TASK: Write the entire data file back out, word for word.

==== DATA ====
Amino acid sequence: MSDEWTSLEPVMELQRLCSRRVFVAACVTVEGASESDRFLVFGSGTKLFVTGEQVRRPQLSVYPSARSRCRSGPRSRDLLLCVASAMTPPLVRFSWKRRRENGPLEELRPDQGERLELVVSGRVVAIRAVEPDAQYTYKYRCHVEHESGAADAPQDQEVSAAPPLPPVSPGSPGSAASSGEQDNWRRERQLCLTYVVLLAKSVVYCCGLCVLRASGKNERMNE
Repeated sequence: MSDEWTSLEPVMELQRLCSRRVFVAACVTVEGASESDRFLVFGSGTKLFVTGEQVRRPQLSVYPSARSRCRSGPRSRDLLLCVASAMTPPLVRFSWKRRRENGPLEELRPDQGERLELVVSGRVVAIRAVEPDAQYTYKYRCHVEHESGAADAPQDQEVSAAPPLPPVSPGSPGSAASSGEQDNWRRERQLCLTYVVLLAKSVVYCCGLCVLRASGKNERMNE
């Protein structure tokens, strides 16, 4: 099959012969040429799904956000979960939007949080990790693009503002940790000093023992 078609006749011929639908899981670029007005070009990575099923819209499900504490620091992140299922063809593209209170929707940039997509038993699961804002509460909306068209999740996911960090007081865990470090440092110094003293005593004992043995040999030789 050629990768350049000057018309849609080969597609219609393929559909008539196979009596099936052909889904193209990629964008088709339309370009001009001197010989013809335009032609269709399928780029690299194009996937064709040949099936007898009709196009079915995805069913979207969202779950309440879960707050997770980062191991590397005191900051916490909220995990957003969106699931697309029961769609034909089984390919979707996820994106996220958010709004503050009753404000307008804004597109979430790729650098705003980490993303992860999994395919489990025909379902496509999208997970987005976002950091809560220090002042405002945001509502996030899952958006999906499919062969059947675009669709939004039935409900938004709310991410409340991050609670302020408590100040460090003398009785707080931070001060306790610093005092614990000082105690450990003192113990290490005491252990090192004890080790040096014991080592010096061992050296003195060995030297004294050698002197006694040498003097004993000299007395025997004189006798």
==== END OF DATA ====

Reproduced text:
Amino acid sequence: MSDEWTSLEPVMELQRLCSRRVFVAACVTVEGASESDRFLVFGSGTKLFVTGEQVRRPQLSVYPSARSRCRSGPRSRDLLLCVASAMTPPLVRFSWKRRRENGPLEELRPDQGERLELVVSGRVVAIRAVEPDAQYTYKYRCHVEHESGAADAPQDQEVSAAPPLPPVSPGSPGSAASSGEQDNWRRERQLCLTYVVLLAKSVVYCCGLCVLRASGKNERMNE
Repeated sequence: MSDEWTSLEPVMELQRLCSRRVFVAACVTVEGASESDRFLVFGSGTKLFVTGEQVRRPQLSVYPSARSRCRSGPRSRDLLLCVASAMTPPLVRFSWKRRRENGPLEELRPDQGERLELVVSGRVVAIRAVEPDAQYTYKYRCHVEHESGAADAPQDQEVSAAPPLPPVSPGSPGSAASSGEQDNWRRERQLCLTYVVLLAKSVVYCCGLCVLRASGKNERMNE
């Protein structure tokens, strides 16, 4: 099959012969040429799904956000979960939007949080990790693009503002940790000093023992 078609006749011929639908899981670029007005070009990575099923819209499900504490620091992140299922063809593209209170929707940039997509038993699961804002509460909306068209999740996911960090007081865990470090440092110094003293005593004992043995040999030789 050629990768350049000057018309849609080969597609219609393929559909008539196979009596099936052909889904193209990629964008088709339309370009001009001197010989013809335009032609269709399928780029690299194009996937064709040949099936007898009709196009079915995805069913979207969202779950309440879960707050997770980062191991590397005191900051916490909220995990957003969106699931697309029961769609034909089984390919979707996820994106996220958010709004503050009753404000307008804004597109979430790729650098705003980490993303992860999994395919489990025909379902496509999208997970987005976002950091809560220090002042405002945001509502996030899952958006999906499919062969059947675009669709939004039935409900938004709310991410409340991050609670302020408590100040460090003398009785707080931070001060306790610093005092614990000082105690450990003192113990290490005491252990090192004890080790040096014991080592010096061992050296003195060995030297004294050698002197006694040498003097004993000299007395025997004189006798």